Board set to pitch bills

Carroll County commissioners will unveil a package of six bills tomorrow before members of the state delegation to Annapolis for consideration in the 2007 General Assembly session.

Noticeably absent from this package is any proposal to enact a transfer tax -- a levy on real estate transactions the previous board had lobbied for since 2002.


Instead, the commissioners are pushing for the local regulation of pawnshops, a stronger county cleanup law and tax credits for residents who renovate their properties in gateway areas near the county's borders.

The new board unanimously approved the language in all bills except one that concerned salary increases for the county's three Orphans' Court judges. The salary bill passed 2 to 1.


New Commissioner Michael D. Zimmer opposed the proposed raise, from $10,000 to $17,000, for the part-time judges.

In her more than 12 years on the Orphans' Court, which rules on hearings over family estates, Dorothy V. Utz said she has never gotten a raise.

"If the status quo continues, we'll never get a raise," Judge Herbert J. Reisig added, during a recent appeal to the commissioners.

Zimmer said the $7,000 raise seemed too steep and could lead other government workers to expect raises on the same scale. Other county officials debated whether the judges should submit their salary bill to the commissioners first or work directly through the delegation.

In a phone interview from his Annapolis office, Sen. Larry E. Haines questioned why the incumbent judges were pushing for raises so early into their new term. The increases would not go into effect until after the next election, almost four years down the road.

"It's too early for bills on salary increases," said Haines, the leader of Carroll's delegation. "We usually don't take those up until the third session of the term."

For example, Haines said, the delegation sponsored a salary increase last year for Carroll Sheriff Kenneth L. Tregoning -- the year before his re-election.

A bill establishing districts for the county's five commissioners, which did not pass last year, looms over the new legislative session. But the three commissioners lack the power to propose a redistricting bill, county attorney Kimberly A. Millender said. Such a measure has to come straight from the delegation, she said.


Haines also stressed that the delegation can propose bills at any point during the three-month session, though there is a courtesy filing deadline in February.

"I've introduced bills as late as two weeks before the end of session," Haines said.

The proposed bill for the local regulation of pawnshops has grown out of a Baltimore City Police Department effort to develop a statewide -- possibly even interstate -- electronic database to help police track down fenced goods, county officials said.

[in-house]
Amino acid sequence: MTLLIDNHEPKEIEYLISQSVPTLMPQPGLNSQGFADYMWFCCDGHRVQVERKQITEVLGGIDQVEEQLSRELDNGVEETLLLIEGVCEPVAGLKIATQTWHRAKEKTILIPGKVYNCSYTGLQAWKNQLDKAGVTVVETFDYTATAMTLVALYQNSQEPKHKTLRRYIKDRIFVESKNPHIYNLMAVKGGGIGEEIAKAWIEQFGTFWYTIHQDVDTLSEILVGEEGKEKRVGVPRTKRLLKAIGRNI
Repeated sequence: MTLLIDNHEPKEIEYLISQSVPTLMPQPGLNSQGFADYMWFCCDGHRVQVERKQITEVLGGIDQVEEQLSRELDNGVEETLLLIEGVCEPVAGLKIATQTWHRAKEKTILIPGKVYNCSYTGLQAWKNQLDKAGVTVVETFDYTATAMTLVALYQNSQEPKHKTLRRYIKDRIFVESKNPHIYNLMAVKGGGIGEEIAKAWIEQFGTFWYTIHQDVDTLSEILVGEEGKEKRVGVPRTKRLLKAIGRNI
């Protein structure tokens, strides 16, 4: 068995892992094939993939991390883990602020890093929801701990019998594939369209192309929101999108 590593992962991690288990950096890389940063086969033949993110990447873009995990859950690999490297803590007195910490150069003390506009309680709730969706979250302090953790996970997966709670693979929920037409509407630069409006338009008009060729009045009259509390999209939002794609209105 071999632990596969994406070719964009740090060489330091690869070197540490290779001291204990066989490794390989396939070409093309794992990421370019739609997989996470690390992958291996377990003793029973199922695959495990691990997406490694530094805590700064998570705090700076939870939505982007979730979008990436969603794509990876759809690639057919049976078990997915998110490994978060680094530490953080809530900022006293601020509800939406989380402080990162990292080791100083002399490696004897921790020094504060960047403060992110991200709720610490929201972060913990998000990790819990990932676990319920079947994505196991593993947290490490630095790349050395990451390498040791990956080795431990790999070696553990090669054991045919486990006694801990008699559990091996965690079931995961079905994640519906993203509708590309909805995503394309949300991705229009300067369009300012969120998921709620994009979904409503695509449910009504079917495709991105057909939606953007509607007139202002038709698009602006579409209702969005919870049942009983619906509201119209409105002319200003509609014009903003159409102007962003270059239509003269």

"Evidently, if you steal in Philadelphia, you fence in Baltimore or Washington, D.C.," said Steven D. Powell, the commissioners' chief of staff. "You don't fence in the same area."

Since the other metropolitan counties have charters and county councils, they can pass such local laws directly. But as a commissioner county, the bill proposed in Carroll must be approved by the General Assembly.

Two other proposed bills deal with the maintenance and image of property in the county. Establishing tax credits for residents or business owners who refurbish their properties and put up gateway makers near Carroll's borders will grab the attention of those commuting into the county, officials said.


The bill grew out of an economic development study that said a better visual impression is needed along the county line, particularly around the Finksburg gateway on Route 140.

Haines said he would support the tax credit if it improves the appearance of county property.

The county has a nuisance abatement law, which allows the environmental health department to clean up trash and stagnant water, or mow a property where weeds run rampant, department director Edwin F. Singer said. But a newly drafted bill would streamline that process, allowing the health department to intervene without first notifying the property owner if there are two violations within a year.

These problems often surface in the spring on vacant lots left untended in the middle of subdivisions, creating conditions that can attract disease-carrying rodents and insects, Singer said.

"It's very frustrating for people who have to put up with it year after year," he said.

The remaining two bills in the commissioners' package concern the issuing of bonds for county construction projects and a pretrial release program for nonviolent offenders.


The commissioners will present their legislative package to Carroll's delegation at 10 a.m. tomorrow. The delegation will then conduct a public hearing on proposed 2007 legislation at 9 a.m. Saturday. Both meetings are at the county office building, 225 N. Center Street, Room 003.